According to the Public Investments Committee report for 2010, NSSF entered into a contract with Sololo Outlets for the development of Hazina Estate for Sh1.2 billion.
But in 2000, Mr Jirongo went to court demanding Sh4.9 billion for alleged breach of contract. NSSF filed a counterclaim of Sh3.9 billion.
The matter was eventually settled out of court with Mr Jirongo bagging Sh1.39 billion, which he now wants to return.
A letter by NSSF legal officer P.M. Bunde dated January 6, 2012, says Mr Jirongo had agreed to be paid Sh490 million to settle the dispute.
“We are in receipt of a consent dated December 22, 2011, fully and finally settling the above stated matter at Sh490,850,090. The consent further provides that the cost of the suit be awarded to the plaintiffs,” the letter says in part.
A trail of corruption
Mr Jirongo rose to prominence as chairman of the Youth for Kanu ’92, which successfully campaigned for former President Moi’s re-election in the first multi-party elections.
NSSF has been embroiled in scandals for decades and makes a stunning admission on its website.
“Sadly, NSSF’s history has been marred by scandals and ill-conceived investment policies. Indeed, some regrettable investment decisions were made by the Fund in the early and mid 1990s,” reads the statement.
The managers further promise to “prevent the errors of the past from recurring”, with operations “now conducted in an atmosphere of transparency, accountability and with a renewed commitment to efficient delivery of social security services in Kenya”.
But it turns out that they spoke too soon. The Fund risks losing a significant portion of its movable assets over a Sh663 million debt it owes a developer for breach of contract.
Pan Africa Builders and Contractors moved to court in 2003 claiming that NSSF had breached a 1999 contract to develop an estate in Nairobi’s upmarket Kitisuru area through a downgrading process that saw its value drop from Sh1.9 billion to Sh888.4 million.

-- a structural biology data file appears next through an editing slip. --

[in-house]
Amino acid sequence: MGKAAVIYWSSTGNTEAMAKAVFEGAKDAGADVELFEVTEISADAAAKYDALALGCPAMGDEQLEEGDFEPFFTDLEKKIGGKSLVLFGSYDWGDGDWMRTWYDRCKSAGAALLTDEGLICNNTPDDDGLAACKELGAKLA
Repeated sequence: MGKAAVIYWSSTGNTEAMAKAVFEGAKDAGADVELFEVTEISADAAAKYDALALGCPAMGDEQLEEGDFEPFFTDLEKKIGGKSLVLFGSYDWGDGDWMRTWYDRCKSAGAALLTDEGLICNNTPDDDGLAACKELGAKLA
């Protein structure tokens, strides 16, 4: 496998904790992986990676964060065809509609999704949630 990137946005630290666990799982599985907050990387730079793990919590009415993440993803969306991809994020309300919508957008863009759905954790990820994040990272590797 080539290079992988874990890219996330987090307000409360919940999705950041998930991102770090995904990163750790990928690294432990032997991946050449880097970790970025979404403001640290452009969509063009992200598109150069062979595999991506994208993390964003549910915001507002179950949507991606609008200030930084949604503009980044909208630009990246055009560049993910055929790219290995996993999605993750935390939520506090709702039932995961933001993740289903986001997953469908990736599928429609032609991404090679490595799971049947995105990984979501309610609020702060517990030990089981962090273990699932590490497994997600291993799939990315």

The matter was in court until July 2008 when the parties agreed to withdraw it in favour of arbitration.
The arbitrators found NSSF breached its obligations to Pan Africa Builders and awarded the developer more than Sh500 million in damages and interest accrued.
But the settlement was disputed by NSSF employees who have since filed a complaint with the Ethics and Anti-Corruption Commission, terming it fraudulent.
Former NSSF Managing Trustee Alex Kazongo — who is on terminal leave — had earlier dismissed claims that the award was fraudulent, saying the board wanted to resolve all pending cases.
Mr Kazongo said the Fund was facing legal claims of more than Sh18 billion and had filed counter-claims worth slightly above the figure.
The cases, some of which have been in court for more than 20 years, have left the Fund highly exposed, raising fears it could have been turned into a cashcow by politicians and their cowboy contractors as was the case in the 1980s and 1990s.
Claims and countersuits
Among the claimants is Mr James Mugoya, the Ugandan billionaire contractor, who sued the Fund over the Embakasi Housing Project.
NSSF says in its latest financial report that Mugoya is claiming Sh7.058 billion against the Fund’s counter-claim of Sh9.8 billion.
It risks losing about Sh2 billion invested in the stock market through Discount Securities, which was placed under statutory management. Top managers of the collapsed stockbroker and senior NSSF officials have since been charged with fraud.
The fund is also estimated to have lost Sh3 billion due to bad investment decisions and doubtful transactions, according to a November 2008 audit conducted by the Inspectorate of State Corporations. (READ- Agency probes NSSF over Sh2.8bn scandal)